Also, it's rare that a dry, sunny day presents itself along the BLJ. I've spent a majority of my own in considerably bad weather. Some people would say this is a matter attitude, and I wouldn't argue with them. That translates into where you choose to be traveling. Unlike a real road trip, if you don't like the current road conditions, the BLJ lets you consciously choose to "relocate" to a place with better weather. This of course, is not easy, and learning how is a journey in itself. And, you do always have to start out from where you currently are, which makes it difficult to realize relocation is possible in the first place.
Finally, I am never sure of my vehicle's travel-readiness. Each morning, I risk some kind of breakdown. I have known issues with particular things, which I treat, but they all have root causes that have yet to be fully diagnosed. Also, many parts and systems are either wearing out for lack (or ignorance) of replacements, or are completely untested, and therefore I have no idea how much they can take. I fear situations that will push them beyond their limits, and I won't see the failure until it's screwed everything up and I'm mired in the conquences. That has happened more often than not, and typically I'm not the only person who ends up screwed or mired. In fact, thinking about it now, I realize that every known issue has been discovered by an unexpected breakdown, usually with accoutremental embarrassment and/or shame.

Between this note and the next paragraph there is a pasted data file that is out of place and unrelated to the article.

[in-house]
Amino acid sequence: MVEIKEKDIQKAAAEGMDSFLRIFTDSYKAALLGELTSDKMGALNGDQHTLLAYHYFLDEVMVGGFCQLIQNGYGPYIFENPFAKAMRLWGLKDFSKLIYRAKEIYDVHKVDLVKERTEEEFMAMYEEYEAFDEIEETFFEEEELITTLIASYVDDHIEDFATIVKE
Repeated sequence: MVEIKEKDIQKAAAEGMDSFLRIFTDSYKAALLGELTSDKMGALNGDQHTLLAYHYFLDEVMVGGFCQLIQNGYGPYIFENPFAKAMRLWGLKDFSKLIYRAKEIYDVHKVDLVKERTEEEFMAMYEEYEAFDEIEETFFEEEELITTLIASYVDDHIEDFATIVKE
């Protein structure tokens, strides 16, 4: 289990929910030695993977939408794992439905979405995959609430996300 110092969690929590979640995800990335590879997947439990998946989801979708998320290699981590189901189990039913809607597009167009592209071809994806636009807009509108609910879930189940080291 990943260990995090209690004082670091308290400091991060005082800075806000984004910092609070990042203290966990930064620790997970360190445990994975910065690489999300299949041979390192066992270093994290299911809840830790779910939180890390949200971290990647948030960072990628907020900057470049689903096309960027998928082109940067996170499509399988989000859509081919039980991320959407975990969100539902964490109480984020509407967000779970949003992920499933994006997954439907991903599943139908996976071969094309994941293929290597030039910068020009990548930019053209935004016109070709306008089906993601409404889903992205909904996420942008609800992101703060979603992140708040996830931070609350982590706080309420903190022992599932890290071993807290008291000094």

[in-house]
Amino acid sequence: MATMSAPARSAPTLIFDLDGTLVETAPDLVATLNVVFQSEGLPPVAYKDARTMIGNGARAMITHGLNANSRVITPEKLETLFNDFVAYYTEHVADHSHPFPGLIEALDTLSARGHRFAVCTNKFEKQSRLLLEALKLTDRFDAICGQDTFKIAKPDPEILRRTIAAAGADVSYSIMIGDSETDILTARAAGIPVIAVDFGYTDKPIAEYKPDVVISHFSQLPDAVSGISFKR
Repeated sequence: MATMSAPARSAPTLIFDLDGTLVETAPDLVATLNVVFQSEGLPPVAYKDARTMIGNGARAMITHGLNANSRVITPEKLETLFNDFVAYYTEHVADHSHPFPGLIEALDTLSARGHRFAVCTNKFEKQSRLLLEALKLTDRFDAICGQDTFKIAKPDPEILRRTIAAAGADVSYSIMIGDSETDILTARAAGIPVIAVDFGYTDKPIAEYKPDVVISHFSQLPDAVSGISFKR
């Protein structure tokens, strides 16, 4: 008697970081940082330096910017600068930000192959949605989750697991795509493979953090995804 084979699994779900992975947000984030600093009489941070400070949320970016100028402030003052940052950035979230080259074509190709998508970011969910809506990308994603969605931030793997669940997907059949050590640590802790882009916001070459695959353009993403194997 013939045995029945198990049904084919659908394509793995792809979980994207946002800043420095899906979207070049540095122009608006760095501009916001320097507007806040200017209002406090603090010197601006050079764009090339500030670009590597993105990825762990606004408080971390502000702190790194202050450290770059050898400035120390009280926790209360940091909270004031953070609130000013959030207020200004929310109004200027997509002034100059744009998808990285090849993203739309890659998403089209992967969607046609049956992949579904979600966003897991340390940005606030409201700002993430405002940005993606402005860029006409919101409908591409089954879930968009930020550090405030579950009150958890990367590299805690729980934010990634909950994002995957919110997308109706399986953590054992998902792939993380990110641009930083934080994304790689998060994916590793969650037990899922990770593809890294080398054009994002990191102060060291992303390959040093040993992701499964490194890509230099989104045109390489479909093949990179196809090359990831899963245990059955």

So, why would I choose to make the BLJ? First and foremost because of the person at the end of the journey: ME. To be more specific, it's not just one single journey, but many smaller ones; and it's not one single person that is the goal, it's just some improvement on the version that began that particular leg. A close second is the chance to make a difference in other people's journeys. Large or small, anything I can do to help someone along their way puts me further ahead in my own. It's about filling buckets. There are some people in particular for whom I strive to be a positive influence, whose BLJs are a main focus in my own. It is for them that I choose not to turn off onto a road I know will end abruptly, when that is my inclination.
I know so little about how to conduct the BLJ it's a wonder I even stay on board, but what I have learned, or what I think I've learned, is that there is no 'end' destination. There are desirable ends, yes, but no Milwaukee in this trip. I've also learned that reaching some desirable end will require a lot of circular travel: many roads will be taken again and again as a necessity; indeed, the sub-goal of any day's travel may be just to reach a familiar road. Finally, I think I've learned to take risks: to take roads that are unfamiliar, or even unpaved, because when taking these roads, like a path in the forest, the point is not to get somewhere, but the experience you have along the way. Usually you end up right where you began, but as a better version of who you were at the first step. Sometimes, you end up somewhere different, and having found that place--somewhere you never would have seen if you hadn't taken a risk--always makes dealing with some other leg of the trip that much easier.